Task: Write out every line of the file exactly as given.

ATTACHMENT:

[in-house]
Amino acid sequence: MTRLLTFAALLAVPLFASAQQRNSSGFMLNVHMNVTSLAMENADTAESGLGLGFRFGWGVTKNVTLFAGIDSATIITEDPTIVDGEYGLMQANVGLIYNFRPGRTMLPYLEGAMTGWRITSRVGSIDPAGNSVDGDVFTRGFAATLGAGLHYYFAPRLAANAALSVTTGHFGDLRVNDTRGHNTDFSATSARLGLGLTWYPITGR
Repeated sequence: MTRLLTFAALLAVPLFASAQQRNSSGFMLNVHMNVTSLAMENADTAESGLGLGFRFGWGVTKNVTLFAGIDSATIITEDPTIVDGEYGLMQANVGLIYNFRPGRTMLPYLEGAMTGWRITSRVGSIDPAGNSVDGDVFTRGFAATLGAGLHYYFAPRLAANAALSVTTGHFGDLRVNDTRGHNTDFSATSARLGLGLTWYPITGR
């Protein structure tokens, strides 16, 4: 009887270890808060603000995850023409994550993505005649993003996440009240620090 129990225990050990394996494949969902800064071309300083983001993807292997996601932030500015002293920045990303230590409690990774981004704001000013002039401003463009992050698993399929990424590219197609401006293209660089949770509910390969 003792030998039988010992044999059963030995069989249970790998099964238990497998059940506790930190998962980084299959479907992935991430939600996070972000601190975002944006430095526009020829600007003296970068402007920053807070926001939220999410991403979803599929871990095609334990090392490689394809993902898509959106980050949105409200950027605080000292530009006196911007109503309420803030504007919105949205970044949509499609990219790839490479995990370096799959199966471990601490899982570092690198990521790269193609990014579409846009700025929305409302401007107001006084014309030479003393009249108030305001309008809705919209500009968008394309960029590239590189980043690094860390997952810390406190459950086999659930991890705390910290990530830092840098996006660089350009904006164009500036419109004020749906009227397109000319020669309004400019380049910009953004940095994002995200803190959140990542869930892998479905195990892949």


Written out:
[in-house]
Amino acid sequence: MTRLLTFAALLAVPLFASAQQRNSSGFMLNVHMNVTSLAMENADTAESGLGLGFRFGWGVTKNVTLFAGIDSATIITEDPTIVDGEYGLMQANVGLIYNFRPGRTMLPYLEGAMTGWRITSRVGSIDPAGNSVDGDVFTRGFAATLGAGLHYYFAPRLAANAALSVTTGHFGDLRVNDTRGHNTDFSATSARLGLGLTWYPITGR
Repeated sequence: MTRLLTFAALLAVPLFASAQQRNSSGFMLNVHMNVTSLAMENADTAESGLGLGFRFGWGVTKNVTLFAGIDSATIITEDPTIVDGEYGLMQANVGLIYNFRPGRTMLPYLEGAMTGWRITSRVGSIDPAGNSVDGDVFTRGFAATLGAGLHYYFAPRLAANAALSVTTGHFGDLRVNDTRGHNTDFSATSARLGLGLTWYPITGR
């Protein structure tokens, strides 16, 4: 009887270890808060603000995850023409994550993505005649993003996440009240620090 129990225990050990394996494949969902800064071309300083983001993807292997996601932030500015002293920045990303230590409690990774981004704001000013002039401003463009992050698993399929990424590219197609401006293209660089949770509910390969 003792030998039988010992044999059963030995069989249970790998099964238990497998059940506790930190998962980084299959479907992935991430939600996070972000601190975002944006430095526009020829600007003296970068402007920053807070926001939220999410991403979803599929871990095609334990090392490689394809993902898509959106980050949105409200950027605080000292530009006196911007109503309420803030504007919105949205970044949509499609990219790839490479995990370096799959199966471990601490899982570092690198990521790269193609990014579409846009700025929305409302401007107001006084014309030479003393009249108030305001309008809705919209500009968008394309960029590239590189980043690094860390997952810390406190459950086999659930991890705390910290990530830092840098996006660089350009904006164009500036419109004020749906009227397109000319020669309004400019380049910009953004940095994002995200803190959140990542869930892998479905195990892949």